In Part A of this lab, students will examine a variety of images and maps of the whole Earth in order to identify the major components of the Earth system at a global scale.
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This activity is one of a series in the collection, The Potential Consequences of Climate Variability and Change activities.
This activity was developed by NASA's Global Precipitation Measurement (GPM) team as an introductory experience to a series of lessons about water resources on Earth.
Students play the role of nitrogen atoms traveling through the nitrogen cycle to gain an understanding of the varied pathways through the cycle and the relevance of nitrogen to living things.
Students review Earth System phenomena that are affected by soil moisture. They analyze and evaluate maps of seasonal global surface air temperature and soil moisture data from NASA satellites.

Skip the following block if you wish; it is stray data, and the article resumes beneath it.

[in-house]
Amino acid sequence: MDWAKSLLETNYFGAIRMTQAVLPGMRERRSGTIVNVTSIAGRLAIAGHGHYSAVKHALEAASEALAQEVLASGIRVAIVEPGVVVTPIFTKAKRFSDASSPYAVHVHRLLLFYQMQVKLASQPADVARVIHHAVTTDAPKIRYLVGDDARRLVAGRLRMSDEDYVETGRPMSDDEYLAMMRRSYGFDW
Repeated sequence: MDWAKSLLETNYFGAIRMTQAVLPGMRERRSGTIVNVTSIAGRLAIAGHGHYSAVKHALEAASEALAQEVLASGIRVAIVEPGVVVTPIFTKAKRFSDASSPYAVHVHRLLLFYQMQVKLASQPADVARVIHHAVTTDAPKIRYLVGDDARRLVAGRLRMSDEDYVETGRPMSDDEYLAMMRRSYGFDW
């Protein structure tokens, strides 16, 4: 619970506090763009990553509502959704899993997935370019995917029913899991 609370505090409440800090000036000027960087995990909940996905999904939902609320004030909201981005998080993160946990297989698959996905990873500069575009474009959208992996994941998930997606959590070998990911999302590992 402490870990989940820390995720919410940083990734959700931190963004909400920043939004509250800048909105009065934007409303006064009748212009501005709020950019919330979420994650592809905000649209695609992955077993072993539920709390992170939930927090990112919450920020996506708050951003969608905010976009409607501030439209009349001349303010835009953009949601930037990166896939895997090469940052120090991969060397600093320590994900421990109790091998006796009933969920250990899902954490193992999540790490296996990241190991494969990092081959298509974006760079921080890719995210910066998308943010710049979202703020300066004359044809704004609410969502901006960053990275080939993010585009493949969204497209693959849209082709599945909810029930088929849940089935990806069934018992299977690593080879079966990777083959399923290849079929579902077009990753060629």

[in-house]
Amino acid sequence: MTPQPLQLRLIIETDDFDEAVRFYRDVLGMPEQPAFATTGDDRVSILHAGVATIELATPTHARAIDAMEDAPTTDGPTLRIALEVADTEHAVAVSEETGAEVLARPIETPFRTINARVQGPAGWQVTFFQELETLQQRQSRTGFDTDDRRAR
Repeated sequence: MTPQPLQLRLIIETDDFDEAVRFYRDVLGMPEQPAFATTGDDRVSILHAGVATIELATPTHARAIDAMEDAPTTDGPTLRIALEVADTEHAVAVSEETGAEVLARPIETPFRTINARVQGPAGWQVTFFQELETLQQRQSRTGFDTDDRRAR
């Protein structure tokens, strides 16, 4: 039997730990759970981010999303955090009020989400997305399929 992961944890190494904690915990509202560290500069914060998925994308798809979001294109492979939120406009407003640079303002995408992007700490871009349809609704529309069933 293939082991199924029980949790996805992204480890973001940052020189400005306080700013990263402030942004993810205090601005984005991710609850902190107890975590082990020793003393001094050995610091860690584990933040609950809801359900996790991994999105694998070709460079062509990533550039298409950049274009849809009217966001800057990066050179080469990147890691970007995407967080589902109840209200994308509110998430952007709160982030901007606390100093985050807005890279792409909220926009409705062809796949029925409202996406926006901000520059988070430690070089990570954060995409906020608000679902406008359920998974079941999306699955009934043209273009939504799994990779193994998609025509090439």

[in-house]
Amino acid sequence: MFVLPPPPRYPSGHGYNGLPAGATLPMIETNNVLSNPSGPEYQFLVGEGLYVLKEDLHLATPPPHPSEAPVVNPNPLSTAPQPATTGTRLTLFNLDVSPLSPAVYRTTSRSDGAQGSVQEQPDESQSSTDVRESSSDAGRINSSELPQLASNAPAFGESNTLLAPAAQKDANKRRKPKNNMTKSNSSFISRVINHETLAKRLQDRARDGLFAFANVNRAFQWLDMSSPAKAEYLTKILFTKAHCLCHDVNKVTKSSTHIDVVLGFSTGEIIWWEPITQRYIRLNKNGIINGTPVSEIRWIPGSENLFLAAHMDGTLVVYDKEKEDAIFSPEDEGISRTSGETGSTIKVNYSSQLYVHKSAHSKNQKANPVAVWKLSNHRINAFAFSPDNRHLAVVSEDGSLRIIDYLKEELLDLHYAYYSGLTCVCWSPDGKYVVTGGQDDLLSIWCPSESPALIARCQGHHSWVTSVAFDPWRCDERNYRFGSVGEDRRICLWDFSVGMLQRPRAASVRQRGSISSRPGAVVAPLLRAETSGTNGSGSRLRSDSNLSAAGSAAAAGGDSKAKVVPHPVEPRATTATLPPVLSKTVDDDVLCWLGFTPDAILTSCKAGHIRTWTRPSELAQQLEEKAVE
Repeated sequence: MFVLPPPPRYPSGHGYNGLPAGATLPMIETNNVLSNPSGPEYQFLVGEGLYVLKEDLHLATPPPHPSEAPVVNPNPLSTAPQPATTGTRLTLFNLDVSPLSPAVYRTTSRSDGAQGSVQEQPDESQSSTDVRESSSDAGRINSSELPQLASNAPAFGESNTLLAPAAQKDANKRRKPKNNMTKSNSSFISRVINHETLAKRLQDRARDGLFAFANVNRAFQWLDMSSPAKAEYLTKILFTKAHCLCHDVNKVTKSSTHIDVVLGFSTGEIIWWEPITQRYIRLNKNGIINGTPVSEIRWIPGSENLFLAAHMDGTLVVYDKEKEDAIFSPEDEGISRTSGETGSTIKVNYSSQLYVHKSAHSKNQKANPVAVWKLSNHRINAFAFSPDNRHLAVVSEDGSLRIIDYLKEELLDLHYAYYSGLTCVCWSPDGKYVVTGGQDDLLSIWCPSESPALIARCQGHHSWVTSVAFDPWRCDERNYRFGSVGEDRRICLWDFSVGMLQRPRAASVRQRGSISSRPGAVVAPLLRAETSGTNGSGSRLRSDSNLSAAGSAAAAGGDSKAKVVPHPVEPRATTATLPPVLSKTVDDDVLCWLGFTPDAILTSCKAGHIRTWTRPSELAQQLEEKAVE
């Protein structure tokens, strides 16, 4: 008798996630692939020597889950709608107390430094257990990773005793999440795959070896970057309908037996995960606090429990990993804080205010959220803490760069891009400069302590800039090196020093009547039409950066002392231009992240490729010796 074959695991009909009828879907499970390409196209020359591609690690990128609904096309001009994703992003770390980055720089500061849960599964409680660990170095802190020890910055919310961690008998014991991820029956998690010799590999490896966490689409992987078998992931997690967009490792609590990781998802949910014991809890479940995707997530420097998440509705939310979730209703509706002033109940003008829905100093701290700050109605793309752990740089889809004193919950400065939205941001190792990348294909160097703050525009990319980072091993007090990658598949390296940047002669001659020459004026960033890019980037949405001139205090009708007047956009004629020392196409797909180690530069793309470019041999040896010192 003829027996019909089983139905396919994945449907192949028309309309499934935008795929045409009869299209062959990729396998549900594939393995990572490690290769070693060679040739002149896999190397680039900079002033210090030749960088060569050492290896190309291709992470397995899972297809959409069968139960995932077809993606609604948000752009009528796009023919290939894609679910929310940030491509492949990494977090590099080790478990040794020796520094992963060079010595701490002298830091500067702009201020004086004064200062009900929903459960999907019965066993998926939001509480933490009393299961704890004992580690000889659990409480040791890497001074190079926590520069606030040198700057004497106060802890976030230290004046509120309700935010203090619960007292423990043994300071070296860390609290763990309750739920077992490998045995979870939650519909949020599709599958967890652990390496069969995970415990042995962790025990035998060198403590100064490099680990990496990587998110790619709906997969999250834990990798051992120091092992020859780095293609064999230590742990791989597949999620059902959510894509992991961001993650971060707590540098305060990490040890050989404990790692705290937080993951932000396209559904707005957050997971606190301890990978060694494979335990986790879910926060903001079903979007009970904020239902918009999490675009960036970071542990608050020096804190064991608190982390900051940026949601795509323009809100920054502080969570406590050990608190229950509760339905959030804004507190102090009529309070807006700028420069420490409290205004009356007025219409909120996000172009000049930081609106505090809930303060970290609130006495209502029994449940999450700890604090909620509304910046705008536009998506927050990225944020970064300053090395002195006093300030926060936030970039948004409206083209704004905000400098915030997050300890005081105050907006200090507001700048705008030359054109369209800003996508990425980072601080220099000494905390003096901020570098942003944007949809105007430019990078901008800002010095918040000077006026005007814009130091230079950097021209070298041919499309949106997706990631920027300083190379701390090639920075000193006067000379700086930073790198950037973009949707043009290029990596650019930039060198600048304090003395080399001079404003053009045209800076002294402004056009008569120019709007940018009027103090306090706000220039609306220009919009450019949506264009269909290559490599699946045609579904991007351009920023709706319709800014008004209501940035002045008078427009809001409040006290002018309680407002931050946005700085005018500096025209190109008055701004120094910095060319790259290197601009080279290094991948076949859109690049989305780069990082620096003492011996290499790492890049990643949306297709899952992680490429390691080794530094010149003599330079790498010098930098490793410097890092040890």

This activity is designed to introduce students to geologic processes on Earth and how to identify geologic features in images. It will also introduce students to how scientists use Earth to gain a better understanding of other planetary bodies in the solar system.
The purpose of this activity is to have students use an Earth Systems perspective to identify the various causes associated with changes to Earth's forests as they review Landsat imagery of site locations from around the world.
This investigation is part of the NASA: Mission Geography Module "What are the causes and consequences of climate change?" that guides students through explorations in climatic variability and evidence for global climate change.
Students analyze the relationship between sea surface height and ocean surface currents by graphing sea height using satellite data. Note: This lesson is modified from NASA's TOPEX/Poseidon lesson plan.
What is sea-level rise and how does it affect us? This "Teachable Moment" looks at the science behind sea-level rise and offers lessons and tools for teaching students about this important climate topic.